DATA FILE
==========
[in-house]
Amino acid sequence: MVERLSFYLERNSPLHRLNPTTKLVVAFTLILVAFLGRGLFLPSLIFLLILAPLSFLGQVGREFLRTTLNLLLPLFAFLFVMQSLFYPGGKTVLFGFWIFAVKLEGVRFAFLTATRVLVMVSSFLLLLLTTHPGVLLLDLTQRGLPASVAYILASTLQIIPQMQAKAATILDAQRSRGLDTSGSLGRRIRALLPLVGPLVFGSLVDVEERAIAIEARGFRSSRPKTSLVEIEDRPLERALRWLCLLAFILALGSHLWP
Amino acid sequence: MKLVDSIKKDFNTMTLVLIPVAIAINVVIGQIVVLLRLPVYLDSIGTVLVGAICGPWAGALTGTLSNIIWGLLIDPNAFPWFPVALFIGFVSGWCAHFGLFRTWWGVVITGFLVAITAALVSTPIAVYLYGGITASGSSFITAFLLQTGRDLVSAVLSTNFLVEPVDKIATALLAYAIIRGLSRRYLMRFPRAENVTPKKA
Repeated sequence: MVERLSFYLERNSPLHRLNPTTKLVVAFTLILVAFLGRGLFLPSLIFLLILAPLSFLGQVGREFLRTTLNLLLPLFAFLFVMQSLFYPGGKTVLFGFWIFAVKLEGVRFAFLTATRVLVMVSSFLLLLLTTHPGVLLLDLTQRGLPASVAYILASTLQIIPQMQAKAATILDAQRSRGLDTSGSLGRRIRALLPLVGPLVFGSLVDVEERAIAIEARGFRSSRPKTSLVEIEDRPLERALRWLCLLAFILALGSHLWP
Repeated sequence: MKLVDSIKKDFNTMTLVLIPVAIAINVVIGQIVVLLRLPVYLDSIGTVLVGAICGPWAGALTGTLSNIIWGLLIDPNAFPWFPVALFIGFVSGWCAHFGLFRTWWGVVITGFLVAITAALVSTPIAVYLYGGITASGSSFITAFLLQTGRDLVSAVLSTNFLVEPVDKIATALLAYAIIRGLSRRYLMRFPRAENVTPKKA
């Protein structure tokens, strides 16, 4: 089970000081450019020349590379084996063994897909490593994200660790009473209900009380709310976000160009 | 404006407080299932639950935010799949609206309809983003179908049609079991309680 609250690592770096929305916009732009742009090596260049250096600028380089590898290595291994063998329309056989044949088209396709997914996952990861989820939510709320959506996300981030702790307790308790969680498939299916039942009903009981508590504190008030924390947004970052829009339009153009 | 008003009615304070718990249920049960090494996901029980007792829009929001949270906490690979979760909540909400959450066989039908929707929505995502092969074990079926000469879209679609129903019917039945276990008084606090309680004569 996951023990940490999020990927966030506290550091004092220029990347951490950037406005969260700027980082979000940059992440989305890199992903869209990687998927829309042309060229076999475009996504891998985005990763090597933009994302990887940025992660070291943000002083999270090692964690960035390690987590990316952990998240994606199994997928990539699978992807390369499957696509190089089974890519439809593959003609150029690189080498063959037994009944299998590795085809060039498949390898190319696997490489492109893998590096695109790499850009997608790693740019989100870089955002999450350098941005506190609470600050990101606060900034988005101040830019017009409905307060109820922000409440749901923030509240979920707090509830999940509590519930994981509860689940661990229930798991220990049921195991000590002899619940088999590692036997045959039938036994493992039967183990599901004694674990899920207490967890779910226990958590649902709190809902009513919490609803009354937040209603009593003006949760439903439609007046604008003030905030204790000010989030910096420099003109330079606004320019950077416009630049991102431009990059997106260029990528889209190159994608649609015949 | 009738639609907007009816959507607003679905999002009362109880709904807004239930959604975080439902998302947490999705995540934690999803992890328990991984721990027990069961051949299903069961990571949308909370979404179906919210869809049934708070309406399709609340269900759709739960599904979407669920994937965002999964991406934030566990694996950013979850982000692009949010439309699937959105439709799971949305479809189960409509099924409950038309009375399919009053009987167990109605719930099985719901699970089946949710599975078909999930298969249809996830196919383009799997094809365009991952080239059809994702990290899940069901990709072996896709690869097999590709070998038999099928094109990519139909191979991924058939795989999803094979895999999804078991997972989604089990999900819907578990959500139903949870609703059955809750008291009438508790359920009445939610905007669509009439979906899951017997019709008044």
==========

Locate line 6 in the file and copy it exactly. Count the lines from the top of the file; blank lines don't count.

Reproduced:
């Protein structure tokens, strides 16, 4: 089970000081450019020349590379084996063994897909490593994200660790009473209900009380709310976000160009 | 404006407080299932639950935010799949609206309809983003179908049609079991309680 609250690592770096929305916009732009742009090596260049250096600028380089590898290595291994063998329309056989044949088209396709997914996952990861989820939510709320959506996300981030702790307790308790969680498939299916039942009903009981508590504190008030924390947004970052829009339009153009 | 008003009615304070718990249920049960090494996901029980007792829009929001949270906490690979979760909540909400959450066989039908929707929505995502092969074990079926000469879209679609129903019917039945276990008084606090309680004569 996951023990940490999020990927966030506290550091004092220029990347951490950037406005969260700027980082979000940059992440989305890199992903869209990687998927829309042309060229076999475009996504891998985005990763090597933009994302990887940025992660070291943000002083999270090692964690960035390690987590990316952990998240994606199994997928990539699978992807390369499957696509190089089974890519439809593959003609150029690189080498063959037994009944299998590795085809060039498949390898190319696997490489492109893998590096695109790499850009997608790693740019989100870089955002999450350098941005506190609470600050990101606060900034988005101040830019017009409905307060109820922000409440749901923030509240979920707090509830999940509590519930994981509860689940661990229930798991220990049921195991000590002899619940088999590692036997045959039938036994493992039967183990599901004694674990899920207490967890779910226990958590649902709190809902009513919490609803009354937040209603009593003006949760439903439609007046604008003030905030204790000010989030910096420099003109330079606004320019950077416009630049991102431009990059997106260029990528889209190159994608649609015949 | 009738639609907007009816959507607003679905999002009362109880709904807004239930959604975080439902998302947490999705995540934690999803992890328990991984721990027990069961051949299903069961990571949308909370979404179906919210869809049934708070309406399709609340269900759709739960599904979407669920994937965002999964991406934030566990694996950013979850982000692009949010439309699937959105439709799971949305479809189960409509099924409950038309009375399919009053009987167990109605719930099985719901699970089946949710599975078909999930298969249809996830196919383009799997094809365009991952080239059809994702990290899940069901990709072996896709690869097999590709070998038999099928094109990519139909191979991924058939795989999803094979895999999804078991997972989604089990999900819907578990959500139903949870609703059955809750008291009438508790359920009445939610905007669509009439979906899951017997019709008044």